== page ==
Tuesday, April 4, 2017

Electrical Energy Costs

I have no investment in whether you believe these numbers or not.  These are the means of the range given in the report that is referenced.
According to the Lazard's Levelized Cost of Energy Analysis 10.0, the mean cost of power produced in Gas Peaking stations is approximately $200/MWh or twenty cents a KW-hr. Gas Peaking stations are typically Natural Gas fueled turbines.  I suspect that one reason the power is so expensive is because the stations are idle much of the time, yet the utility must continue to make payments on the borrowed money.

The same study suggests that the cost of solar energy is extremely scale dependent ranging from roughly $180/MWh for residential scale installations to about $55/MWh for "Utility" scale installations.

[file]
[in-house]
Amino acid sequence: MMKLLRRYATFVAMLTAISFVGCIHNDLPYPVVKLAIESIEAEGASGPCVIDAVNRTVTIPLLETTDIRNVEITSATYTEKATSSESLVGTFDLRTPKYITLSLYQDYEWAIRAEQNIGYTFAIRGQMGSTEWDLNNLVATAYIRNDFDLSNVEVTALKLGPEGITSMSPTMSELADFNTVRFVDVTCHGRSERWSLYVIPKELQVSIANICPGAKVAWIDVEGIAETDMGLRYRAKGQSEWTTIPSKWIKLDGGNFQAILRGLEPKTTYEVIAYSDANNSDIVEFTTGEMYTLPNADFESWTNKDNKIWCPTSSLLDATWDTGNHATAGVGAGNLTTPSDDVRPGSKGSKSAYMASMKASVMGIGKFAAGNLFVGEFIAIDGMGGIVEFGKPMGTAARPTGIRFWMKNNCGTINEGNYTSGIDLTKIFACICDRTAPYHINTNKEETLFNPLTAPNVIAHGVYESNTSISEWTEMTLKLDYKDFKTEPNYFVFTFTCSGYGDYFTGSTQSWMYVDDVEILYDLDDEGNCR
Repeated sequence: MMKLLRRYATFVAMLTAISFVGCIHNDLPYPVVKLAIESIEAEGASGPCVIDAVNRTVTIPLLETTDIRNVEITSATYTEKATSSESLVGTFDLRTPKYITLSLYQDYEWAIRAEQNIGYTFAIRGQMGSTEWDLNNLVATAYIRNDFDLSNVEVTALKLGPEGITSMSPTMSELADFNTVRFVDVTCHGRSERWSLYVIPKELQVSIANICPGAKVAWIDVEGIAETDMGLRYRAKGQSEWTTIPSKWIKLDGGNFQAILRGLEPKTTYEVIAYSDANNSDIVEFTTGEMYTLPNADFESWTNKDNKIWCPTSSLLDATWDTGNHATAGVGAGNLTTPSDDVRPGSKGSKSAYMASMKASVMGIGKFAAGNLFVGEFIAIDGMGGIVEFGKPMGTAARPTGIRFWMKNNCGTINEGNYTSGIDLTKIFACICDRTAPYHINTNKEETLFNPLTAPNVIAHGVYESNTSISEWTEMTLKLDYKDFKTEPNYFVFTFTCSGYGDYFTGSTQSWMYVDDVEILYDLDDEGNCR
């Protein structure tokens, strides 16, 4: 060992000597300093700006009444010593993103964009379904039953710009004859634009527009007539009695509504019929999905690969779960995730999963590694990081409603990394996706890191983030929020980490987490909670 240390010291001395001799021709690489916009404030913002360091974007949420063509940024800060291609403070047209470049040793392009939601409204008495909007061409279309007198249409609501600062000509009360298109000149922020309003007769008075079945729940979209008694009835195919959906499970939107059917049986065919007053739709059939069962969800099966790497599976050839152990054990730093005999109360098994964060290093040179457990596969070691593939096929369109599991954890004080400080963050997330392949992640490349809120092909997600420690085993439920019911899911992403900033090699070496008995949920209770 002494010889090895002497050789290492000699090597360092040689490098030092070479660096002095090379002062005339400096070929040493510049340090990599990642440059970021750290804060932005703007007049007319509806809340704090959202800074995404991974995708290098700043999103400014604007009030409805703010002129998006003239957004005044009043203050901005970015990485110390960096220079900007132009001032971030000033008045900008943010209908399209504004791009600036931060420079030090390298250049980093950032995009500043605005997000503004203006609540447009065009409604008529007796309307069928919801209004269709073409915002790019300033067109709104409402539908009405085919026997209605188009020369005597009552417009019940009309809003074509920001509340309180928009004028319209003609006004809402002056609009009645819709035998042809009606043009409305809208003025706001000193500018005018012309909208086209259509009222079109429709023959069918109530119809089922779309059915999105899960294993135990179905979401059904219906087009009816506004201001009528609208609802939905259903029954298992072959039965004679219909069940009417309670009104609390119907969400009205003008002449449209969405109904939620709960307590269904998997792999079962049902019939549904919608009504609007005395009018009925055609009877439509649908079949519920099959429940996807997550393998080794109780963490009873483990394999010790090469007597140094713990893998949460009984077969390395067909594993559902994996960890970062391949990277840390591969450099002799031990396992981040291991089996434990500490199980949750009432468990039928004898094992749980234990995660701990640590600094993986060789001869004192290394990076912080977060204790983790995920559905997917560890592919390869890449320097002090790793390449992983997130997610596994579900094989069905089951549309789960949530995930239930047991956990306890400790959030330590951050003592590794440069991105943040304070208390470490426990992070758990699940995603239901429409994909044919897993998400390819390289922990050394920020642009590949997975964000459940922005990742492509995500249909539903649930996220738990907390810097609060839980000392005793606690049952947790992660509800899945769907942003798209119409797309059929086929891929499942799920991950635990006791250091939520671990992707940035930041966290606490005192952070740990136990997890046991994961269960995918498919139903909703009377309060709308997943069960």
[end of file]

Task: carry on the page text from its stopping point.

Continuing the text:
The fine print in the study says, "...does not take into account... reliability or intermittency related considerations (e.g.,transmission and back-up generation costs associated with certain Alternative Energy technologies)"
Source of graphic.  Writer is in New York City.
The fact that Gas Peaking power costs twenty cents a kW-hr to produce indicates why utilities are very motivated to align power consumption with solar and wind AND to shave the peak consumption at high demand times.  It is hard to make money when you are selling a product that costs you $0.20 to make and you can only charge $0.12

Consider the incandescent lighting in the cooler of a convenience store during the month of August.  Most of the power going to the bulb generates heat, not light.  That wasted energy must then be extracted from the cooler and pumped "up hill" to an air-to-air heat exchanger that is well above 90 degrees F.  In a similar way, think about cooking inside of an air conditioned space in the middle of summer.  That microwave and outside barbecue look mighty good to the utility.

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